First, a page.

To create an unbalanced design, these 100 datasets per condition were manipulated to mimic trap loss at a particular activity period of the beetles. We simulated trap loss for two opposing cases: during high beetle activity in high abundance sites (“High catch loss”), and during low beetle activity in low abundance sites (“Low catch loss”) (Table 2). We expected the traditional standardization techniques (see below) to underestimate the number of individuals, as compared to datasets with no losses, in the first case and overestimate in the second, both examples leading to underestimates in the effect size. While other trap loss scenarios could have been used as examples to highlight problems associated with unequal sample sizes, the ones chosen represent two clear cases of situations described in the upper right and lower left panel in Table 2.

We used four levels of loss, randomly ‘losing’ 18.75%, 37.5%, 56.25% or 75% of the traps during the first and second time intervals in Treatments 2 and 3 for the high catch case, and the same percentages during the fourth and fifth time intervals in Treatments 1 and 2 (Table 2). This equates to 15, 30, 45 and 60 of the 80 data points lost from these four cells (2 Intervals ×2 Treatments), resulting in five situations for comparison; full datasets (no losses), and datasets 5% Loss, 10% Loss, 15% Loss and 20% Loss. These percentages refer to the % number of traps lost in the whole design.

The following five analyses were performed on these datasets;

1. Traditional standardization, Normal model. This procedure is common in the carabid beetle literature [26], [30], see also [31]. The catch is usually standardized to 100 trapping days, and analyzed at the replicate level (i.e. summed over the four traps and the five time intervals). In our worked example, each replicate was expected to be actively collecting beetles for 400 trap days over the season (4 traps ×20 days per time interval ×5 time intervals). The total catch of a replicate was standardized to 100 days by dividing the catch by the number of trap days (400 if no traps were lost) and multiplying by 100. In the event of losing a trap from a replicate, the total catch of the replicate was corrected (i.e. standardized) by dividing by the number of trap days of the traps that were recovered (i.e. not lost) and multiplying by 100. As is evident from this procedure, seasonal activity is not taken into account.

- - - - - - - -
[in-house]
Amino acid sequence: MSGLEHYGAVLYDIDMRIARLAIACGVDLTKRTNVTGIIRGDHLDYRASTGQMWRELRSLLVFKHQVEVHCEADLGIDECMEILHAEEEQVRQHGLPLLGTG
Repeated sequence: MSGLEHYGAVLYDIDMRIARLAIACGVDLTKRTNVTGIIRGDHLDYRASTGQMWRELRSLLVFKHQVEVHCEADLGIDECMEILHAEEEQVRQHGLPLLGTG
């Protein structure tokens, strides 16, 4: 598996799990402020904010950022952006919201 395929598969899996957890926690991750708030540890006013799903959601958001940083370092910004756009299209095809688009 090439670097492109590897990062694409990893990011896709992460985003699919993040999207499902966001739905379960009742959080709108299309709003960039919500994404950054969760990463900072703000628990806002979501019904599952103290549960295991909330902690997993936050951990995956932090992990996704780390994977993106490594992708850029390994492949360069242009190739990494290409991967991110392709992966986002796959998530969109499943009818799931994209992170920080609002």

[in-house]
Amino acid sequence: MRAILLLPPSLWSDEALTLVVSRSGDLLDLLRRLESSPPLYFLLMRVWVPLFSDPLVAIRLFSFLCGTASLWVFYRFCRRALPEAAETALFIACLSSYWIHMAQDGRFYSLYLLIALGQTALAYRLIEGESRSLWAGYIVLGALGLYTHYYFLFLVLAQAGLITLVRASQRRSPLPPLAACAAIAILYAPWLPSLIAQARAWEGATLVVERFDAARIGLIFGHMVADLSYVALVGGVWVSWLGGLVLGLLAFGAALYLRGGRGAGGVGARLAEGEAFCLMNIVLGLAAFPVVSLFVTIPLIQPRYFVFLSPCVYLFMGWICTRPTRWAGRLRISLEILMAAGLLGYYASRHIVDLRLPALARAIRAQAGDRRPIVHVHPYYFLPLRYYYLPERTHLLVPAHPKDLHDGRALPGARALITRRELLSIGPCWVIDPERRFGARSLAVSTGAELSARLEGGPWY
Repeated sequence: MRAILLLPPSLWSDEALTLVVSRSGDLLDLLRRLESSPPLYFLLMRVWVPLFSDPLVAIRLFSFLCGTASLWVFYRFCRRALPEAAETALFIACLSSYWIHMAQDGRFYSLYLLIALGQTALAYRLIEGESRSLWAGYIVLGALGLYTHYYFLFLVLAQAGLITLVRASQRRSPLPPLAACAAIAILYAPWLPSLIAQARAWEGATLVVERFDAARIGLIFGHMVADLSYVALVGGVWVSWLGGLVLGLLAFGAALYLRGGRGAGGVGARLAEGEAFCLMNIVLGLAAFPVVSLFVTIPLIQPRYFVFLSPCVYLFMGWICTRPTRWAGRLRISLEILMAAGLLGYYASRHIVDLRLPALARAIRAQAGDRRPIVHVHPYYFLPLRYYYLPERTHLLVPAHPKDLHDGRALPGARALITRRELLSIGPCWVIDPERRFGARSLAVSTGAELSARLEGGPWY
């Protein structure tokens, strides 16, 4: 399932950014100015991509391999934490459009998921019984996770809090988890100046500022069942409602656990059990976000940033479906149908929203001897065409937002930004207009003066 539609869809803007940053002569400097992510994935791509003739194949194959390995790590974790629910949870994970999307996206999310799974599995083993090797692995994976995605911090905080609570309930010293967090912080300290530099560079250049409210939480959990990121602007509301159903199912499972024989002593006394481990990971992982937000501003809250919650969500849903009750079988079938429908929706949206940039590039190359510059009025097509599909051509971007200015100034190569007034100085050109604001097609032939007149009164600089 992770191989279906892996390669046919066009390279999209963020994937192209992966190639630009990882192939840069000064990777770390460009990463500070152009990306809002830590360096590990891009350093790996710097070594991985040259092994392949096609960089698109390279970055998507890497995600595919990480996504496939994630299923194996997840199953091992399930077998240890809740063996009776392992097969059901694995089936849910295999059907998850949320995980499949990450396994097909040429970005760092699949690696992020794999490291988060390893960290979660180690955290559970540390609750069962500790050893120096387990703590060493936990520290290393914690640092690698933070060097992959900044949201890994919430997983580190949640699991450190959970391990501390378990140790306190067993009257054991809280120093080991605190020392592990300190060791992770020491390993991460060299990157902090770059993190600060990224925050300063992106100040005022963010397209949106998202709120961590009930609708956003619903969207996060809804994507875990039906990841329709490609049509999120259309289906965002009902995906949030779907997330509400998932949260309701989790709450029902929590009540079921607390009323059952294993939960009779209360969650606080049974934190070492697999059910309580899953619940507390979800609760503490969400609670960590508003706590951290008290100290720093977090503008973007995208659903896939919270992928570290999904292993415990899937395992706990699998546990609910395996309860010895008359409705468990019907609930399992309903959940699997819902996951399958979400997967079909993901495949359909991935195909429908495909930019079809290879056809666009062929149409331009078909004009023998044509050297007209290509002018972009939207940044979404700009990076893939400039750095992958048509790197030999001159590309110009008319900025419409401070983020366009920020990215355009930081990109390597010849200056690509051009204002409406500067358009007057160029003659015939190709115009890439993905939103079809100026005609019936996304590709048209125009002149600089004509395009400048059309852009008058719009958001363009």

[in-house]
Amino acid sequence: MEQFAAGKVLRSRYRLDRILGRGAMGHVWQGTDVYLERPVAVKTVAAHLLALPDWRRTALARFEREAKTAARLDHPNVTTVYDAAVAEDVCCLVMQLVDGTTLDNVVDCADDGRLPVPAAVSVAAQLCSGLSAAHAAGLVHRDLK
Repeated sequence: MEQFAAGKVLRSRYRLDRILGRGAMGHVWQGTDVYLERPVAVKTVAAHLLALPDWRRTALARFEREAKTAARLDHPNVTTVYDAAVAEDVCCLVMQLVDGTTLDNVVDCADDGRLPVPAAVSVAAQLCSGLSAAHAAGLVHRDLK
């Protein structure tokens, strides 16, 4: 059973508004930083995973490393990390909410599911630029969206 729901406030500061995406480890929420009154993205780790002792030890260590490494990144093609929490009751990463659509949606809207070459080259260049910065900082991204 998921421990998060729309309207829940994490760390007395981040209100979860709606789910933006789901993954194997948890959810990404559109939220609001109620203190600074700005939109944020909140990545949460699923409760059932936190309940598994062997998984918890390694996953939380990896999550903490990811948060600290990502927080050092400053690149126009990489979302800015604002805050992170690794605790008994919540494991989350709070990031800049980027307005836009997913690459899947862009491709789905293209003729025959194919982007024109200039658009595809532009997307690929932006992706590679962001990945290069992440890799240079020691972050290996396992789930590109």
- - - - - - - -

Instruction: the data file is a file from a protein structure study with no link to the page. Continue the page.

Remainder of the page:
This standardization procedure resulted in five values (replicates) per Treatment. The data were log transformed to normalize the errors and the model was simply (see [32] for notation): ln(Abundance+1) ∼ Treatment. The response variable was defined as following a normal (Gaussian) error distribution and the Treatment factor had three levels. Predictions were calculated as log(eµ-1), where µ is the log(expected abundance +1) from the model.

2. Known seasonality, Normal model. If seasonal activity throughout the trapping period is known (from a priori knowledge, see above), the seasonal activity of the time interval and the number of traps operational during each time interval can be included into the model as offset terms. An offset is a term to be added to a linear predictor, such as in a generalized linear model, with a known coefficient ‘1′ rather than an estimated coefficient. Here again, the data were log transformed to approach approximate normality, and because of this transformation, we log transformed the offsets to gain a relationship where, statistically, the doubling of an offset variable value resulted in the doubling in the predicted catch (calculated from the model). The model in R was: ln(Abundance +1) ∼ Treatment + offset(ln(percent per Time interval)) + offset(ln(no. traps)). The response variable was defined as following a normal (Gaussian) error distribution and the Treatment factor had three levels. The percent per Time interval was the expected catch percentages from a priori knowledge of the activity of P. oblongopunctatus (25%, 49%, 13%, 9% and 4%) and no. traps was 4 if none of the four traps per replicate per time interval was lost, 3 if one of the traps was lost, etc.